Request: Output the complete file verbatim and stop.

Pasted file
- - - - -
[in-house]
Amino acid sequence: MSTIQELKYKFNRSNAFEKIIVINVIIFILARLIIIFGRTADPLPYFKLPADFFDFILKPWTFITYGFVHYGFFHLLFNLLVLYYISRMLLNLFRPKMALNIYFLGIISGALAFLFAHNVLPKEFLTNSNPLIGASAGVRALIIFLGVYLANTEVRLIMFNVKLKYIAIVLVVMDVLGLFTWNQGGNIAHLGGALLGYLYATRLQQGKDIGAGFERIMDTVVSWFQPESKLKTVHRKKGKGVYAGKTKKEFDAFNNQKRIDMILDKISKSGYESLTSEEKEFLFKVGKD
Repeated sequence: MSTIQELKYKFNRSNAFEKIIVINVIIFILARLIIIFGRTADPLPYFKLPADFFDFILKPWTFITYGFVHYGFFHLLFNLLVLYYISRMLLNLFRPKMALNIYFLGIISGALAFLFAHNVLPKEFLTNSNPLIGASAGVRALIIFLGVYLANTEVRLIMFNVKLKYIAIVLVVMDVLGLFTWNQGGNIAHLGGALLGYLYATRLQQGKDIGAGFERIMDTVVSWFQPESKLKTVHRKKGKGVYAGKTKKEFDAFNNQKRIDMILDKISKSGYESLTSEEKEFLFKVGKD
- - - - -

[in-house]
Amino acid sequence: MSTIQELKYKFNRSNAFEKIIVINVIIFILARLIIIFGRTADPLPYFKLPADFFDFILKPWTFITYGFVHYGFFHLLFNLLVLYYISRMLLNLFRPKMALNIYFLGIISGALAFLFAHNVLPKEFLTNSNPLIGASAGVRALIIFLGVYLANTEVRLIMFNVKLKYIAIVLVVMDVLGLFTWNQGGNIAHLGGALLGYLYATRLQQGKDIGAGFERIMDTVVSWFQPESKLKTVHRKKGKGVYAGKTKKEFDAFNNQKRIDMILDKISKSGYESLTSEEKEFLFKVGKD
Repeated sequence: MSTIQELKYKFNRSNAFEKIIVINVIIFILARLIIIFGRTADPLPYFKLPADFFDFILKPWTFITYGFVHYGFFHLLFNLLVLYYISRMLLNLFRPKMALNIYFLGIISGALAFLFAHNVLPKEFLTNSNPLIGASAGVRALIIFLGVYLANTEVRLIMFNVKLKYIAIVLVVMDVLGLFTWNQGGNIAHLGGALLGYLYATRLQQGKDIGAGFERIMDTVVSWFQPESKLKTVHRKKGKGVYAGKTKKEFDAFNNQKRIDMILDKISKSGYESLTSEEKEFLFKVGKD